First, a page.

The past two nights have seen Kerr Kriisa tweet a picture of his sprained right ankle, images that are hard to ignore for anyone scrolling through their timeline.
Depending on one’s level of internet medical degree, these updates have elicited a myriad of responses about Kriisa’s health and status ahead of Arizona’s NCAA Tournament opener on Friday.
Not easy but doing everything I can to get back on the court with my brothers! Its March. Time to go!! @JustinKUofA pic.twitter.com/DdUOsbOkW9— Kerr (@KerrKriisa) March 14, 2022
May not look like it, but making progress! 24 hours a day of rehab. @JustinKUofA fixed my mind which is now healing my ankle! We getting there step by step. pic.twitter.com/HX4bdVc9eR— Kerr (@KerrKriisa) March 15, 2022
Coach Tommy Lloyd said Sunday that Kriisa has “a real chance” of returning to action soon, whether that be in the first round, Sunday’s second round or beyond that. If Kriisa’s not able to play, or not be close to 100 percent, Lloyd can take comfort in knowing that Arizona’s last two games showed it has a backup plan.
A couple, actually.
Justin Kier started both games in place of Kriisa, going for 13 points, five rebounds and three assists against Colorado. Early foul trouble hampered him against UCLA, limiting him to 13 minutes, but in his place Dalen Terry slid over to the point and had seven assists—one off his career high—and a career-best 15 points.
“He stepped up big,” Bennedict Mathurin said of Terry. “He was able to make a lot of plays, and make the simple plays.”
Lloyd called Terry’s game “great at the right time,” but Kier would still start at the 1 if Kriisa can’t go. At the same time, discovering how well Terry can handle that role, as well as solid play on the perimeter from Pelle Larsson and even lightly used freshman Adama Bal, means there’s no need to stick with just one approach.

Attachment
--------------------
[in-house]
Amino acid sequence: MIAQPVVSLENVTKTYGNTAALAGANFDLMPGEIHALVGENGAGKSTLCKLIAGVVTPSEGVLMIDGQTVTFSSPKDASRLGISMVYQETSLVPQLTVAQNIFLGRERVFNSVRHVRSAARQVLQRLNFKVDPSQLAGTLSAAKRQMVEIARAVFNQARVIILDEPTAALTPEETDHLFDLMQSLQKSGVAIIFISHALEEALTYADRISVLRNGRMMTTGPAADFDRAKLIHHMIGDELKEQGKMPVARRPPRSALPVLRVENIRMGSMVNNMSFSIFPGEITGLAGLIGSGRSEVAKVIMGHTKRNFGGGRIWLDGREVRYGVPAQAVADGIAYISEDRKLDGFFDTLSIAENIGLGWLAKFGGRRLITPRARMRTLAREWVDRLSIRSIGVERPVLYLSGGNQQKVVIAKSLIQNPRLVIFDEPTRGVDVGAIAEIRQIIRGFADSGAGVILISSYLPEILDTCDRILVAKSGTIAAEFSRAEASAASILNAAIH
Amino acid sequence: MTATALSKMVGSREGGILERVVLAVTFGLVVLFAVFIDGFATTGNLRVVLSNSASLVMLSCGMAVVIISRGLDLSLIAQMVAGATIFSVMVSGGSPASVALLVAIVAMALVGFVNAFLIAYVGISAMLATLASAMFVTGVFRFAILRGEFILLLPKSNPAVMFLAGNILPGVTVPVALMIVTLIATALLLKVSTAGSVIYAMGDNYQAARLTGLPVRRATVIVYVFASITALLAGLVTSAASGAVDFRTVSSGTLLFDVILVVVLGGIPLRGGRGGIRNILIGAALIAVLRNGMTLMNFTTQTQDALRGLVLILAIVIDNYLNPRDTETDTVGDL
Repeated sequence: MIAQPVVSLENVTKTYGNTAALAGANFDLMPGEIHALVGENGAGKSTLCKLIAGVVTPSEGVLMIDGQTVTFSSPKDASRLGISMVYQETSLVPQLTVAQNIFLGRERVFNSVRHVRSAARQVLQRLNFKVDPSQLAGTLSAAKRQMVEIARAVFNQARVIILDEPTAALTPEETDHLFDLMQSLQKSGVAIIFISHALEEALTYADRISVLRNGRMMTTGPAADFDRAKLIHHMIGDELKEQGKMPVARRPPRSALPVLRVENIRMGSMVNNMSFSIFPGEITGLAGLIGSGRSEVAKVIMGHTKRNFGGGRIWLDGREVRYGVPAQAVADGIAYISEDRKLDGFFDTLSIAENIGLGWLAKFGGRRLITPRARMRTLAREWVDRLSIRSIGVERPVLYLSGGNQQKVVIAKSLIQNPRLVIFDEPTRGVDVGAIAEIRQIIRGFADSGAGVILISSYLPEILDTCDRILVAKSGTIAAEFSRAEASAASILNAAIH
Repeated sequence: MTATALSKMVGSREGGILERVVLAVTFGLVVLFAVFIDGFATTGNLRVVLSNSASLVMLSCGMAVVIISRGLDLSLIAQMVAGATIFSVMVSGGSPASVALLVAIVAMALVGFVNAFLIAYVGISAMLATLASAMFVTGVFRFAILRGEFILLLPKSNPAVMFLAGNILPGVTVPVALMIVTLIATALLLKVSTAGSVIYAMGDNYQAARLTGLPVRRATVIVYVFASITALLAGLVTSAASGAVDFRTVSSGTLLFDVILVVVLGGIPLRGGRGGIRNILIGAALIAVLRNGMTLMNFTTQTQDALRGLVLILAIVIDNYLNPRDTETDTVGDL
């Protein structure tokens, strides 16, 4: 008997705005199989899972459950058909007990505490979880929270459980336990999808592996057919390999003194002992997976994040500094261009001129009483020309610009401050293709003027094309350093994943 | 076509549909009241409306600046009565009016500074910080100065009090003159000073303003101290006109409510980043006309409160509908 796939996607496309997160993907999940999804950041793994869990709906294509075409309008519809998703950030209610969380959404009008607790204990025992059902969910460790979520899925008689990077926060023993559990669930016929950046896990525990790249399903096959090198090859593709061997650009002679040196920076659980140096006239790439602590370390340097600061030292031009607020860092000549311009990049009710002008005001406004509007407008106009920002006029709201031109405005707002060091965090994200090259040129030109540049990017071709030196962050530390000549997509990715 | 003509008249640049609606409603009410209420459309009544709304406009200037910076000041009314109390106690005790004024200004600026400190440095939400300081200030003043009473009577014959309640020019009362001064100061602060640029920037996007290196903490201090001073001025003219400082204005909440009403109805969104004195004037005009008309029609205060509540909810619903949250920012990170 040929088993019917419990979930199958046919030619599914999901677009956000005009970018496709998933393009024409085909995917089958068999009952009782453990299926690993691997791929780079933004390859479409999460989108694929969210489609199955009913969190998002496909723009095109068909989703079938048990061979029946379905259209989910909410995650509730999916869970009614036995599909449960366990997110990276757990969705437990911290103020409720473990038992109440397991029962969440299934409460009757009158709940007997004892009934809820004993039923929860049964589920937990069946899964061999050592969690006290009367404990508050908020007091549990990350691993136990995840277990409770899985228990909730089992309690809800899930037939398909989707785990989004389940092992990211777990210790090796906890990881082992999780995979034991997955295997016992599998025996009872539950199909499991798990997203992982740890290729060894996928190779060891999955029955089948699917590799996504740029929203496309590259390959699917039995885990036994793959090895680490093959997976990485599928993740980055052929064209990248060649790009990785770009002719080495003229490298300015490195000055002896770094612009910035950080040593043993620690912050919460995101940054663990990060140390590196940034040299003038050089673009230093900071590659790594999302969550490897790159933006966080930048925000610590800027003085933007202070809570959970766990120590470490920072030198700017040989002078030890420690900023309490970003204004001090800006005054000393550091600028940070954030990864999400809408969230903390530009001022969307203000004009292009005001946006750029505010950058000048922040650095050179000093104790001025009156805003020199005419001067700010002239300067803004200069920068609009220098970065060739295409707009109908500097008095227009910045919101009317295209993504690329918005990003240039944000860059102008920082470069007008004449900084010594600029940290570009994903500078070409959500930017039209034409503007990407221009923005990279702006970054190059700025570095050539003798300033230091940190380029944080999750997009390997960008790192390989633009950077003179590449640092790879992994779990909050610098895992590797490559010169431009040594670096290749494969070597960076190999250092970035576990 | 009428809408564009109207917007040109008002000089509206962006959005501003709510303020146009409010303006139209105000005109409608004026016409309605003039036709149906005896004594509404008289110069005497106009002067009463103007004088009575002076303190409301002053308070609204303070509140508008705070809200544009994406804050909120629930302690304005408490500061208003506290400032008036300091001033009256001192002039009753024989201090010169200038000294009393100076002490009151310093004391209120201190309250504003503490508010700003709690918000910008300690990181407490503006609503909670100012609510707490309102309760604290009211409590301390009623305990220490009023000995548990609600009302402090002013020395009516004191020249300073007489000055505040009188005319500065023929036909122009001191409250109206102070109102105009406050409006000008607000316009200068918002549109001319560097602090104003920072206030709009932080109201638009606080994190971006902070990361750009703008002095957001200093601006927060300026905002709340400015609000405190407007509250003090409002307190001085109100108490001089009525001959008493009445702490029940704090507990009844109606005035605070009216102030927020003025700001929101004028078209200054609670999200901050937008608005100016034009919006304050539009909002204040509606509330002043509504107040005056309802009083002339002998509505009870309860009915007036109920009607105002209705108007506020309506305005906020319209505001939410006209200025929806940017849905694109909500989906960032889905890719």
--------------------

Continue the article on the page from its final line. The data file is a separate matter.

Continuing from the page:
“It’s great to have options,” Lloyd said. “You go through the seasons and things happen. And as things happen to you, you might like it in the moment, whether it’s an injury or foul trouble or whatever it is, and it forces you to push another button. And sometime’s that button’s right.”
Larsson had three assists in both games that Kriisa missed, and Bal drained two critical 3-pointers during the first half against UCLA while also showing off a willingness to take a chance with a pass inside to Ballo at one point.
“Even the lob he threw to Oumar, it might not have been perfect, but to have the courage to do that as a young player …,” Lloyd said.
Terry is only 20 assists behind Kriisa on the season, and in his past five games he has 18 assists to just five turnovers. Not bad for a guy that Lloyd had to hold out of a practice during the summer because of too many mistakes with the ball.
“He traveled 13 times the day before,” Lloyd said. “I told him, if you travel I can’t play you, so you need to go over to a side basket. You need to go to footwork bootcamp, you need to learn how to not travel.”
Even Mathurin took on some point guard duties against UCLA, dishing out a career-high seven assists to go with 27 points. All of those perimeter players being so selfless is a joy for Arizona’s big men.
“It’s amazing, like every time you’re setting a screen or you’re rolling, you got expect the ball,” Christian Koloko said. “It’s not something that happens everywhere. We have the kind of guards that want to pass the ball. They’re going to tell you, be ready.”
Former UA coach Sean Miller, who is picking the Wildcats to win it all, said on The Field of 68 podcast that Kriisa’s absence may help the team in the long run.
“Oftentimes when that injured player returns, he almost returns an overall deeper and better team,” Miller said.